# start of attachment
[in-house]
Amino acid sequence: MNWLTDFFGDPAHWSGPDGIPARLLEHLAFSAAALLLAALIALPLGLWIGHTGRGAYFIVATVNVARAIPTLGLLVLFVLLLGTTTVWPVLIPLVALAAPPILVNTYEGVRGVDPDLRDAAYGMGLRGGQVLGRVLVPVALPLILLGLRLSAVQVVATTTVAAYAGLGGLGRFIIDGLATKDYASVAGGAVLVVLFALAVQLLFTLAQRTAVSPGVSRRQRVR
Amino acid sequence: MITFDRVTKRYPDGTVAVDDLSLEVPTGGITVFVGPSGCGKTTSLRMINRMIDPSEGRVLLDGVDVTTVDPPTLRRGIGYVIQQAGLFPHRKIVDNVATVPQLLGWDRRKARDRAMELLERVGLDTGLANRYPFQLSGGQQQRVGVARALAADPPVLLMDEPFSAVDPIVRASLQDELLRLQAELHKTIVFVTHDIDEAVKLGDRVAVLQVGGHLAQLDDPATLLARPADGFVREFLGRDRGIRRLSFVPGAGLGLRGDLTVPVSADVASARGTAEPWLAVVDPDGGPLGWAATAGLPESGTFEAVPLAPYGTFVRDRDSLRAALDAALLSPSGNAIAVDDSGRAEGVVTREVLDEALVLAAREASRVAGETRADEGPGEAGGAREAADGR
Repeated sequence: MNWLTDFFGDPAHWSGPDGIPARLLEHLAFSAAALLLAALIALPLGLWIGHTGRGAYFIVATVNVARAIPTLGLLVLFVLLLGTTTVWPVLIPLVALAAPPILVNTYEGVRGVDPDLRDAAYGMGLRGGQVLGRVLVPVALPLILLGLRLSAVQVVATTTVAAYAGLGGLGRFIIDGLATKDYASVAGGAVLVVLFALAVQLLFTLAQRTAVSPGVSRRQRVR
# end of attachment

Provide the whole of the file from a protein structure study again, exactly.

[in-house]
Amino acid sequence: MNWLTDFFGDPAHWSGPDGIPARLLEHLAFSAAALLLAALIALPLGLWIGHTGRGAYFIVATVNVARAIPTLGLLVLFVLLLGTTTVWPVLIPLVALAAPPILVNTYEGVRGVDPDLRDAAYGMGLRGGQVLGRVLVPVALPLILLGLRLSAVQVVATTTVAAYAGLGGLGRFIIDGLATKDYASVAGGAVLVVLFALAVQLLFTLAQRTAVSPGVSRRQRVR
Amino acid sequence: MITFDRVTKRYPDGTVAVDDLSLEVPTGGITVFVGPSGCGKTTSLRMINRMIDPSEGRVLLDGVDVTTVDPPTLRRGIGYVIQQAGLFPHRKIVDNVATVPQLLGWDRRKARDRAMELLERVGLDTGLANRYPFQLSGGQQQRVGVARALAADPPVLLMDEPFSAVDPIVRASLQDELLRLQAELHKTIVFVTHDIDEAVKLGDRVAVLQVGGHLAQLDDPATLLARPADGFVREFLGRDRGIRRLSFVPGAGLGLRGDLTVPVSADVASARGTAEPWLAVVDPDGGPLGWAATAGLPESGTFEAVPLAPYGTFVRDRDSLRAALDAALLSPSGNAIAVDDSGRAEGVVTREVLDEALVLAAREASRVAGETRADEGPGEAGGAREAADGR
Repeated sequence: MNWLTDFFGDPAHWSGPDGIPARLLEHLAFSAAALLLAALIALPLGLWIGHTGRGAYFIVATVNVARAIPTLGLLVLFVLLLGTTTVWPVLIPLVALAAPPILVNTYEGVRGVDPDLRDAAYGMGLRGGQVLGRVLVPVALPLILLGLRLSAVQVVATTTVAAYAGLGGLGRFIIDGLATKDYASVAGGAVLVVLFALAVQLLFTLAQRTAVSPGVSRRQRVR